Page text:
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What Is eComelize? Rehash Of Notorious Cryptoscam?
Welcome to My eComelize Review!
A few weeks ago, I talked about a potential Ponzi scheme called Dagcoin and how it’s connected with a famous crypto scam called OneCoin. Reports suggest that this pyramid scheme has been ceased but is still operating, perhaps under a new name.
eComelize Review Summary
Founders: Jan-Eric Nyman
Product Type: Multi-Level Marketing
Price: $553 to $3,152 For The Membership Fee
Quick Summary: Typical pyramid scheme -- eComelize disguises its true intention by positioning itself as a multi-level marketing (MLM) brand. However, it’s not sustainable like the legit networking model and worse, it’s related to OneCoin, a controversial Ponzi scheme that made headlines.
Overall Rating: 1/10
That being said, it’s crucial to do a background check of every opportunity you are interested in to avoid being scammed, especially if it sounds too good to be true.
In this post, we’ll talk about one of the most controversial pyramid schemes rehash called eComelize.
What Is eComelize About?
“We want to be different so you can start for free and earn money right away!” -- that’s what eComelize is about… or so they say.
I’ve been working for a long time now and neither I nor any of the people I know have started earning money right away. Even gurus and experts suggest that it takes time and skills to make an income so if any program claims this, it’s almost 101% scam.
So what is eComelize about?
Like iPro Network and Doubleway, it positions itself as a network marketing company, promoting a cryptocurrency program.
It was founded by Jan-Eric Nyman, who’s been involved with another MLM company called Unaico SiteTalk and OneCoin -- the controversial scam we’ve been talking about above. He was a part of the dev team and has worked with Duncan Arthur (founder of OneCoin) even when the crypto scam has been shut down. Apparently, the two rebranded it as Bycoi.
However, Arthur served Nyman a cease and desist order a few weeks after Bycoi had operated. This is because OneCoin’s founder believed that Jan-Eric was cloning his business design for his eComelize platform.
eComelize Product Line
Like other pyramid schemes disguised as multi-level marketing brands, there are no products to talk about. It may seem like you’re about to promote something valuable but in reality, all you can do is buy into their membership, recruit people, and expect them to do the same.
Sadly, many people still fall into this trap, spending tons of money, hoping that they will earn a big return in a short time.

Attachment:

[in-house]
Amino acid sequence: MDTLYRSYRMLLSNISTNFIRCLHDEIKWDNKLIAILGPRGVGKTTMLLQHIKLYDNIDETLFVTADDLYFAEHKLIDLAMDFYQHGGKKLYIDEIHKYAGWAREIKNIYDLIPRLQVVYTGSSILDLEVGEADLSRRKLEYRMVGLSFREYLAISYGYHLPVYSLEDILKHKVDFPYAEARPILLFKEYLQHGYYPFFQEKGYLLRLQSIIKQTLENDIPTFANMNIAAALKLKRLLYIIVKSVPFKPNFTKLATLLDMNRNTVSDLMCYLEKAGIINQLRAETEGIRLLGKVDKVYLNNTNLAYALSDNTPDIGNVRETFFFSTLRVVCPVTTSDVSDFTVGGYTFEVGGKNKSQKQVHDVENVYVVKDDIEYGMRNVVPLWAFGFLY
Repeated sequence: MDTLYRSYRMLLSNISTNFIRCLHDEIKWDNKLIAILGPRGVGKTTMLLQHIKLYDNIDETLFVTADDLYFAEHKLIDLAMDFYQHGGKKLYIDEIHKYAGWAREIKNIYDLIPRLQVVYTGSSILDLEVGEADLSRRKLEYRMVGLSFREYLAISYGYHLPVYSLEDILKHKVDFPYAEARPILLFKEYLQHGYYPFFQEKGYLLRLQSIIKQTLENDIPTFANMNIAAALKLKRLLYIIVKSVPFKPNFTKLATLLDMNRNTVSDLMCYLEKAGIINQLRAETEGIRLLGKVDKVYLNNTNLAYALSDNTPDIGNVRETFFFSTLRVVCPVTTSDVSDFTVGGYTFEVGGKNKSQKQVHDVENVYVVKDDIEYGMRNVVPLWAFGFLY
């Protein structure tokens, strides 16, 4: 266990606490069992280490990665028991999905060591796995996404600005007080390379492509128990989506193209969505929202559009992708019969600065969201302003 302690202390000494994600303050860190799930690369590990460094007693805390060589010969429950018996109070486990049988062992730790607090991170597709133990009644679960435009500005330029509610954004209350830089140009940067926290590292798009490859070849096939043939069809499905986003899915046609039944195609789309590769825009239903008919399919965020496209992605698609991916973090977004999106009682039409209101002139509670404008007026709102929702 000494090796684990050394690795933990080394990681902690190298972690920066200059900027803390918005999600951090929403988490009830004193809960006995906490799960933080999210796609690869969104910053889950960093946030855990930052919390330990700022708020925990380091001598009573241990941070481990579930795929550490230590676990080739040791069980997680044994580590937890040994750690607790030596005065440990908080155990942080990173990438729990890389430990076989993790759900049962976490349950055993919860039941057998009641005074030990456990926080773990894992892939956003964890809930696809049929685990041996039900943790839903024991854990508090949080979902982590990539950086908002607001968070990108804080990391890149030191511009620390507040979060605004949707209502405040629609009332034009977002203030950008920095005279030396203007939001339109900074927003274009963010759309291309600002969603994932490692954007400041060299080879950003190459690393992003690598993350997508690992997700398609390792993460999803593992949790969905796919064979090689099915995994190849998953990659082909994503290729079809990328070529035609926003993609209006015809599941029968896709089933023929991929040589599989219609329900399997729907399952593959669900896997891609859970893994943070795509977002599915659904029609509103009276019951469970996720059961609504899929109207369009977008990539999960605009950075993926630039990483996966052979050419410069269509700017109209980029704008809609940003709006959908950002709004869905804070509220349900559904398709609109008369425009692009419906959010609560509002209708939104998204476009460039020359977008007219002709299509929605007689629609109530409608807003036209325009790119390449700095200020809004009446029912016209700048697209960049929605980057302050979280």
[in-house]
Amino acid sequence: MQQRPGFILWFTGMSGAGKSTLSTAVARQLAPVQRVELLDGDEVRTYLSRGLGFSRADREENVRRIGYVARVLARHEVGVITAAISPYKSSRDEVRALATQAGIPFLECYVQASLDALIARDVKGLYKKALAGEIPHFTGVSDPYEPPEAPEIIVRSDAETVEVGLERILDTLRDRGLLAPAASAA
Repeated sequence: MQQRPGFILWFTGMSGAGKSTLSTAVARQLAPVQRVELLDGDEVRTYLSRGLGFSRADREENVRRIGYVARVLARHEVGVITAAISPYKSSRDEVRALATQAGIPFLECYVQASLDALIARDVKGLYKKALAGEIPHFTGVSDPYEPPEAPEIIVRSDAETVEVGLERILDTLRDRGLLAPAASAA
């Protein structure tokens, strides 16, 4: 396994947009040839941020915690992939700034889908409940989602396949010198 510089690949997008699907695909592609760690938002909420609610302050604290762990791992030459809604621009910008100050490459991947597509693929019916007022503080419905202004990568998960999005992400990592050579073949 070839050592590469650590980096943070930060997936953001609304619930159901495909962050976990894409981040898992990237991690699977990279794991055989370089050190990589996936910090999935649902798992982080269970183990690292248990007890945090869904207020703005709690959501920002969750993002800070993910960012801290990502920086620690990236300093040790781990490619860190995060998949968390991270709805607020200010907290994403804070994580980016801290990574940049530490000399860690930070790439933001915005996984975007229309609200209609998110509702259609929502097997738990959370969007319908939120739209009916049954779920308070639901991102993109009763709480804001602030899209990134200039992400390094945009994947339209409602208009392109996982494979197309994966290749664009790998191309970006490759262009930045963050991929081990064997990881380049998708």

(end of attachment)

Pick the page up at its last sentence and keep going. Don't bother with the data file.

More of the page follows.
Think of it: the only way for you to earn is by recruiting people. So what if you’re not able to invite friends, families, or even strangers to join the program? How will your “investment” grow? The answer is -- it will not.
Once the recruitment stops, so is the chance for you to make money.
How To Make Money With eComelize?
Before getting into their platform, you need to pay for a signup fee. Well, they do offer a free plan but you are only eligible to earn commissions if you pay for their package, ranging from $553 to $3,152.
After signing up, you have to recruit people and encourage them to buy into the membership fee so you can earn a 10% commission.
Like typical pyramid schemes, you’ll follow a certain structure. As for eComelize, they have a binary compensation plan, which requires you to place two downlines under you -- one on your left leg and the other on your right.
The first level of your downline will invite people and place two invites on each leg; the second level will recruit and place four invites on each leg, and so on until a pyramid has been formed.
Here’s a quick video you can watch to learn how a binary compensation plan works:
It’s good if you’re on top of the pyramid because even if there are indirect recruitments, let’s say your recruit’s recruit, you can still earn a commission. However, if you’re on the bottom, it will take time for you to earn unless you’re extremely good at inviting people.
Even so, the ones on top of you will have more money even if you’ve exerted more effort.
I just want to clear something. I’m not a fan of MLM but there’s definitely a huge difference between this business model and a pyramid scheme. I know most people think that networking and Ponzi schemes are the same but it’s not.